Sunday, March 08, 2015

What Iran Won’t Say About the Bomb

MARCH 7, 2015

OVER the course of a dozen years, ever since atomic sleuths from the United Nations began scrutinizing Iran’s nuclear program, hundreds of inspections have uncovered a hidden world of labs and sprawling factories, some ringed by barbed wire and antiaircraft guns, others camouflaged or buried deep underground. Yet despite that progress, Iran has so far managed to evade a central question — whether it knows how to build an atom bomb.

With negotiators from six world powers facing a deadline later this month to cut a basic agreement with Iran on the fate of its nuclear program, much of the public discussion has focused on curtailing Iran’s uranium plants and plutonium complex, its pathways to atomic fuel. In short, the buzz centers on brawn, not brains. But quietly, the United States and its allies are also discussing whether a final deal should compel Tehran to reveal the depth of its atomic knowledge.

That inner debate, as one European official in the midst of the negotiations put it, turns on “whether to force Iran to explain its past” — especially before 2003, when American intelligence officials believe Iran operated a full-scale equivalent of the Manhattan Project — “or whether to focus on the future.”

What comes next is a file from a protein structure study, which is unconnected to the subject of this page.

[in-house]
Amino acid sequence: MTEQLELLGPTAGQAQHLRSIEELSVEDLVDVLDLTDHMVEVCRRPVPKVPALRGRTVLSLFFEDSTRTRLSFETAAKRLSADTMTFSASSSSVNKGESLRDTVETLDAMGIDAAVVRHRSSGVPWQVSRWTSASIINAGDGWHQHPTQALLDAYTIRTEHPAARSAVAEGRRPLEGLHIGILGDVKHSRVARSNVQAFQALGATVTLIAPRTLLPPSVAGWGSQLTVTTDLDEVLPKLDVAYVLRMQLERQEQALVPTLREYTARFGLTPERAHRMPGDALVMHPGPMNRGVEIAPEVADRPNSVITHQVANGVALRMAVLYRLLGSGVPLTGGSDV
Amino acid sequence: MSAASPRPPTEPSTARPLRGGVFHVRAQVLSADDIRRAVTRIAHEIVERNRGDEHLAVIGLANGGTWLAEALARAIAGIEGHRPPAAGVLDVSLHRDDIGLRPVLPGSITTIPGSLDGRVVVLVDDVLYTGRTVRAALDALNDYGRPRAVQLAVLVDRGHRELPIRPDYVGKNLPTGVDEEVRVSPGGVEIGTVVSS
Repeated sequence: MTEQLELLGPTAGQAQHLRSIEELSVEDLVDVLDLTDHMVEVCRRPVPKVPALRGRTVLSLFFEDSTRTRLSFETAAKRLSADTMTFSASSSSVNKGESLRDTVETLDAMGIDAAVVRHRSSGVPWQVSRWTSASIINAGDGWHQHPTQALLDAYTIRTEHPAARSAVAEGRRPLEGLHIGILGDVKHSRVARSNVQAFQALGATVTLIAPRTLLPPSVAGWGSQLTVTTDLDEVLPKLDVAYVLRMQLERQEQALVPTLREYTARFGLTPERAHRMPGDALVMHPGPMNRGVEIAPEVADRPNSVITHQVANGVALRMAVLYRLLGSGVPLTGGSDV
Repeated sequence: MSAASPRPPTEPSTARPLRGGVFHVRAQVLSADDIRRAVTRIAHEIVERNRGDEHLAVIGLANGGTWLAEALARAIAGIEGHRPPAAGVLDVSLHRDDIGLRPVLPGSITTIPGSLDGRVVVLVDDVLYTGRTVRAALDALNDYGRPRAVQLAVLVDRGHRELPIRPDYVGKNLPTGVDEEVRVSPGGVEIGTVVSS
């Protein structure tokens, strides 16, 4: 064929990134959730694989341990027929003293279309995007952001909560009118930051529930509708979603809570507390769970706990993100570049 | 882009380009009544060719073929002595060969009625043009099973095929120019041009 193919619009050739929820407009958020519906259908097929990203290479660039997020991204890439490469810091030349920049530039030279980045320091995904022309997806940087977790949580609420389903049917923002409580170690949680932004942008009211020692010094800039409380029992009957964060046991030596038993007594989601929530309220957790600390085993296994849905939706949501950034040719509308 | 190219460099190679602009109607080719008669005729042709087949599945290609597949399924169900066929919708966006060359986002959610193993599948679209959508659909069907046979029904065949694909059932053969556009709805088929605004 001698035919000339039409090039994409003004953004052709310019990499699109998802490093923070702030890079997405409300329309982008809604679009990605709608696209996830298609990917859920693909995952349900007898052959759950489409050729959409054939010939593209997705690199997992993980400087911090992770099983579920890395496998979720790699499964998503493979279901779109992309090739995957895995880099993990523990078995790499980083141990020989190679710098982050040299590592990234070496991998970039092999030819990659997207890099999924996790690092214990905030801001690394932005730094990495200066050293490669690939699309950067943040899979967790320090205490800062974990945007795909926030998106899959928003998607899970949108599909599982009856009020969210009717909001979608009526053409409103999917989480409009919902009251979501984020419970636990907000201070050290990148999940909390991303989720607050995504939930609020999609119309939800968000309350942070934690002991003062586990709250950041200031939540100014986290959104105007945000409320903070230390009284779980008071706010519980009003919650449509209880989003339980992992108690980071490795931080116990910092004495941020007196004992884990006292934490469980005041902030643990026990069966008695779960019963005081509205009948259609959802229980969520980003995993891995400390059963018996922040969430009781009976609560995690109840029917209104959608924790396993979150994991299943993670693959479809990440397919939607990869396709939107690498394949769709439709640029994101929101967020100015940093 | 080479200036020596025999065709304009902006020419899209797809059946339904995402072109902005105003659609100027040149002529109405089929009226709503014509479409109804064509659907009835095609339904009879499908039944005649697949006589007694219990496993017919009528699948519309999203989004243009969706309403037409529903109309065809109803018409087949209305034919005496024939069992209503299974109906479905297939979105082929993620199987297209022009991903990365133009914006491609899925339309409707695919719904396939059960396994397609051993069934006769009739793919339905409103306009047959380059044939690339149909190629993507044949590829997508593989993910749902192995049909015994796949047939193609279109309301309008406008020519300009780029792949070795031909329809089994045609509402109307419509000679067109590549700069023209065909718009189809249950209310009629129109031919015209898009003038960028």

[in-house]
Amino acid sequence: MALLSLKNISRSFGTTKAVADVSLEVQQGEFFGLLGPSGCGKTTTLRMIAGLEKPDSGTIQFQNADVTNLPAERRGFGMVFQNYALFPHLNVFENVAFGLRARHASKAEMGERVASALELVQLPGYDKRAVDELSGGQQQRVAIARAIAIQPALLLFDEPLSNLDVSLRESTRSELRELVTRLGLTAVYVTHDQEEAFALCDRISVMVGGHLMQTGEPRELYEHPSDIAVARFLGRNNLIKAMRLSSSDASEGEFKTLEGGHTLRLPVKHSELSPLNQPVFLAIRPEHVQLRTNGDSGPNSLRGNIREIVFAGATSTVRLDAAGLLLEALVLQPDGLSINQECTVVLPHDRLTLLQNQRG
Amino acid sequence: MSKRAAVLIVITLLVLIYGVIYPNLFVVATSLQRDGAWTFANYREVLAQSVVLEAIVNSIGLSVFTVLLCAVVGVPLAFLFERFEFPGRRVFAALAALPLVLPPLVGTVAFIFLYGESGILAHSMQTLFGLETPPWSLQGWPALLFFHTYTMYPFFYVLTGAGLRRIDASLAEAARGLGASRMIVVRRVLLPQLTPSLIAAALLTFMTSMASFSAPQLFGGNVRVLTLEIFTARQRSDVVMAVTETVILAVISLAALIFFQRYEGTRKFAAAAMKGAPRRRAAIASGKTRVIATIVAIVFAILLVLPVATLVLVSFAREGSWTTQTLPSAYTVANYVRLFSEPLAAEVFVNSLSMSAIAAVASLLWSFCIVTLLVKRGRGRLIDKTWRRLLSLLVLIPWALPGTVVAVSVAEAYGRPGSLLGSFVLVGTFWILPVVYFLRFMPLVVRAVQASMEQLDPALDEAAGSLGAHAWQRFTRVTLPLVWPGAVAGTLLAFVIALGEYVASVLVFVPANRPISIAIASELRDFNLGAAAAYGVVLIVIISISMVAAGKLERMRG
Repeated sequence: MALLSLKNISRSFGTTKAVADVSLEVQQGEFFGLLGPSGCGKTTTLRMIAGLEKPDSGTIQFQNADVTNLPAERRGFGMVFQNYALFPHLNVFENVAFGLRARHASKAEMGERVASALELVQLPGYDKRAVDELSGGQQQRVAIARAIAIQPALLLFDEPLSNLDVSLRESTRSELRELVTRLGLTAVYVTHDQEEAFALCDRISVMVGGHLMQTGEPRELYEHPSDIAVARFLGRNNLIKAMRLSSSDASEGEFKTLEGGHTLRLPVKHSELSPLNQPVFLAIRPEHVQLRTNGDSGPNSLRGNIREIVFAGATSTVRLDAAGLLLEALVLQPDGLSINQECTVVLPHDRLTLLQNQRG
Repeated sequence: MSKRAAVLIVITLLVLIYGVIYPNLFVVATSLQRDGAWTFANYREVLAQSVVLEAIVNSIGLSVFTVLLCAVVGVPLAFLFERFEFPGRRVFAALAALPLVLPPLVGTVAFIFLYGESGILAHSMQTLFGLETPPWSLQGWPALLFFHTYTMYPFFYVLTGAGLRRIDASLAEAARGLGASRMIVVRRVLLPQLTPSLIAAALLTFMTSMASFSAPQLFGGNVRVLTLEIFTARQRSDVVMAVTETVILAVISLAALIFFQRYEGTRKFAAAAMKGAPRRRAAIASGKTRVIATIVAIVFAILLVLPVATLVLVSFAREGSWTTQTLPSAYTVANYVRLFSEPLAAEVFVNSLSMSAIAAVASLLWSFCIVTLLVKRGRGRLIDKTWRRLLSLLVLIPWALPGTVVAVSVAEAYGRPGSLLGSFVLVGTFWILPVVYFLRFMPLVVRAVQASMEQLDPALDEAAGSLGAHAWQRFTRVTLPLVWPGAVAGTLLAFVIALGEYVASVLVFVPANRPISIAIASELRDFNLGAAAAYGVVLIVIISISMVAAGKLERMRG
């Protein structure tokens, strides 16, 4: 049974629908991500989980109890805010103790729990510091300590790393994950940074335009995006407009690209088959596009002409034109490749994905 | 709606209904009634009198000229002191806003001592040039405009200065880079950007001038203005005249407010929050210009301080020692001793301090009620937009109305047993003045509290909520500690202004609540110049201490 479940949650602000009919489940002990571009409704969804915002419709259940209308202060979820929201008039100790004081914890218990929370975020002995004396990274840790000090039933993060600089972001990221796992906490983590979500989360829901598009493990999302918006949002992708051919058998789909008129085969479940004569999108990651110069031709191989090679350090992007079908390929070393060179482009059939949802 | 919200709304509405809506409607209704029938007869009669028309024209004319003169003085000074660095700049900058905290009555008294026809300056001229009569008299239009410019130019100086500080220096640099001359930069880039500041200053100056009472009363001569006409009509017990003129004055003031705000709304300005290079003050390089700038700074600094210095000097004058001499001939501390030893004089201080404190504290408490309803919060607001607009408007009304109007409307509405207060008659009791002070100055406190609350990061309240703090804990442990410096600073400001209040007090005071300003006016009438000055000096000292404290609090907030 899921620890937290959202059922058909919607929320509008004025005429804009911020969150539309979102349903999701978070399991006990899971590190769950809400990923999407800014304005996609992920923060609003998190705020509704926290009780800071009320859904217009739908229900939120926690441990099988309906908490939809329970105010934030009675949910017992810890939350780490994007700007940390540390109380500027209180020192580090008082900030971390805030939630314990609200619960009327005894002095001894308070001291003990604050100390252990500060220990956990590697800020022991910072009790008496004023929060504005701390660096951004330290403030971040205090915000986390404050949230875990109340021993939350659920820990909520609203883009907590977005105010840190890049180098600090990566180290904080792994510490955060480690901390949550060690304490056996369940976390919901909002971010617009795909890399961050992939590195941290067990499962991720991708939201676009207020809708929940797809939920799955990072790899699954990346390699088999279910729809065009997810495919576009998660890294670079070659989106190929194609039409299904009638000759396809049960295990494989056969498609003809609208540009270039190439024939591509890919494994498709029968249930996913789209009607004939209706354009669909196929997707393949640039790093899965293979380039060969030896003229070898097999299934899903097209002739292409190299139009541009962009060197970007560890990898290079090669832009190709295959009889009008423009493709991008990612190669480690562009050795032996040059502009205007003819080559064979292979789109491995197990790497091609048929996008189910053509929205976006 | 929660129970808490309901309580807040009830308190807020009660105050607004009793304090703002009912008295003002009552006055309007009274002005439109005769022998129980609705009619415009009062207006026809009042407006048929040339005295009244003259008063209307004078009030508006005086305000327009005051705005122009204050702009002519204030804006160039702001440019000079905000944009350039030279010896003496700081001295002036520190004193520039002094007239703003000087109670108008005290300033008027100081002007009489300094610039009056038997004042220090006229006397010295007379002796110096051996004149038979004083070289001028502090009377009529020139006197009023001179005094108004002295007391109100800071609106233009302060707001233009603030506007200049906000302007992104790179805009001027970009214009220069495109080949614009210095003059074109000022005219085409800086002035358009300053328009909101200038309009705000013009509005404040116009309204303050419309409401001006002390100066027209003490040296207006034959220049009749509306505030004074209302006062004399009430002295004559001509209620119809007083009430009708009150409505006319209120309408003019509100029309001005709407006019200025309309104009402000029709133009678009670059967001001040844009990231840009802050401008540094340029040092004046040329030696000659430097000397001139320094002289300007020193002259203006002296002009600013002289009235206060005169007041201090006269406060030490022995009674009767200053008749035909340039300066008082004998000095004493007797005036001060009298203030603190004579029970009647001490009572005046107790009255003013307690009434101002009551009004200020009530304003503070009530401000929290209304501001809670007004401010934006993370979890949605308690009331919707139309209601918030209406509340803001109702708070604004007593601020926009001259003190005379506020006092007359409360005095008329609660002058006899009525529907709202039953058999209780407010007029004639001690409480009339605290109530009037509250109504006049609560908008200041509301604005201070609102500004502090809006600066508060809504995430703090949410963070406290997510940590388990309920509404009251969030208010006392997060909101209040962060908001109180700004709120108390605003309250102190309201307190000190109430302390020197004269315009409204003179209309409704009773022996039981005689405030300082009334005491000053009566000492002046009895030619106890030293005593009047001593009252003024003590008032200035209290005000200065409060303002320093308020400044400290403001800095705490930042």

American officials are vague when pressed on how fully Iran will have to answer questions it has avoided for years from United Nations inspectors with the International Atomic Energy Agency, based in Vienna. To date, Iran has dodged all but one of the agency’s dozen sharp questions on bomb design.

“Iran’s most serious verification shortcoming,” Olli Heinonen, the former chief inspector, now at Harvard, said recently, “remains its unwillingness to address concerns about the past and possibly ongoing military dimensions of its nuclear program.”

(More here.)


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